In computer science, artificial intelligence, and mathematical optimization, a heuristic (from Greek εὑρίσκω "I find, discover") is a technique designed for solving a problem more quickly when classic methods are too slow, or for finding an approximate solution when classic methods fail to find any exact solution. This is achieved by trading optimality, completeness, accuracy, or precision for speed. In a way, it can be considered a shortcut.
Mineral evolution posits that the mineralogy of terrestrial planets and moons evolves as a consequence of varied physical, chemical, and biological processes that lead to the formation of new mineral species. The novelty of mineral evolution is epitomized by the new questions it raises about the history of mineralogy. For example, we could find no reference to the question, “What was the first mineral in the cosmos?” That is, what was the first crystalline material to form after the Big Bang? It was too hot following the Big Bang, and the first generation of atoms—mostly hydrogen and helium—are gases. No crystals formed in the first stars, either. But stars produce heavier elements, including such mineral-forming atoms as carbon, oxygen, silicon, and magnesium. We concluded that the first mineral was diamond—pure carbon condensed from the expanding atmospheres of energetic stars. Approximately a dozen “ur-minerals,” including nitrides, carbides, oxides, and silicates, condensed as micro-crystals at temperatures greater than 1500°C. The central question of mineral evolution is thus how a dozen phases with 10 essential elements were transformed to the >5000 minerals with 72 essential elements we see today.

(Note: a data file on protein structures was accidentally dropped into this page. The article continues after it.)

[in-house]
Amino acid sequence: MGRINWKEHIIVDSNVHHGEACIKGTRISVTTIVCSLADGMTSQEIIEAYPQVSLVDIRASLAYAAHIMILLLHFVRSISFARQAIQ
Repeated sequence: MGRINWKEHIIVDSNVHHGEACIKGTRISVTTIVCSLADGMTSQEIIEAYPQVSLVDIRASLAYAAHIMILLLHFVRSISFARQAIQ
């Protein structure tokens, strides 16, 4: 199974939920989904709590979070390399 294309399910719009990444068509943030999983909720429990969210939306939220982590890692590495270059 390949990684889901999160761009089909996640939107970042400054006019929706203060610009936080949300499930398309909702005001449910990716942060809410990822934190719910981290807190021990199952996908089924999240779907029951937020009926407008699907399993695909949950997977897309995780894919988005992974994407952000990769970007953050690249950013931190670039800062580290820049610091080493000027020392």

To understand the longer-term variability of the climate system, we rely on natural archives— sediments, ice caps, peat bogs, cave deposits, banded corals and tree rings—in which a record of past changes in climate has been preserved.
In 1992, the French anthropologist Marc Augé birthed the term “non-place” in his text Non-Places: An Introduction to Anthropology of Supermodernity. A non-place, by Augé’s reckoning, was a space in which people became effectively anonymous. Once named, these identity vacuums arise in motorway service stations, the retail parks at the fringes of towns and cities, in brightly lit Travelodge hotel rooms and faded train station coffee chains.